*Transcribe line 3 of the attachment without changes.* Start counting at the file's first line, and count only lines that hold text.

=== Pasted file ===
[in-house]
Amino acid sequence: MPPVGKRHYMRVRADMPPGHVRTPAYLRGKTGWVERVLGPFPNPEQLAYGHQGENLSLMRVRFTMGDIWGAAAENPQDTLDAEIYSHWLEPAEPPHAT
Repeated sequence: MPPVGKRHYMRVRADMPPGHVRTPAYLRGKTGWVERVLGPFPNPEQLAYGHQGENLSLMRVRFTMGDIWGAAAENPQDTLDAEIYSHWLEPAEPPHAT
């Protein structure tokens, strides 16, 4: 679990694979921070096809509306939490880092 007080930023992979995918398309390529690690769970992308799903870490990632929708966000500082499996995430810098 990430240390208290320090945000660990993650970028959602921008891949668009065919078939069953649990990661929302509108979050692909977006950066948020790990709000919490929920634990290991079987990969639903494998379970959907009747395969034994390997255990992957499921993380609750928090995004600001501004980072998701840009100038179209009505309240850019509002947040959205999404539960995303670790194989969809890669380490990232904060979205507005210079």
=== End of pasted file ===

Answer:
Repeated sequence: MPPVGKRHYMRVRADMPPGHVRTPAYLRGKTGWVERVLGPFPNPEQLAYGHQGENLSLMRVRFTMGDIWGAAAENPQDTLDAEIYSHWLEPAEPPHAT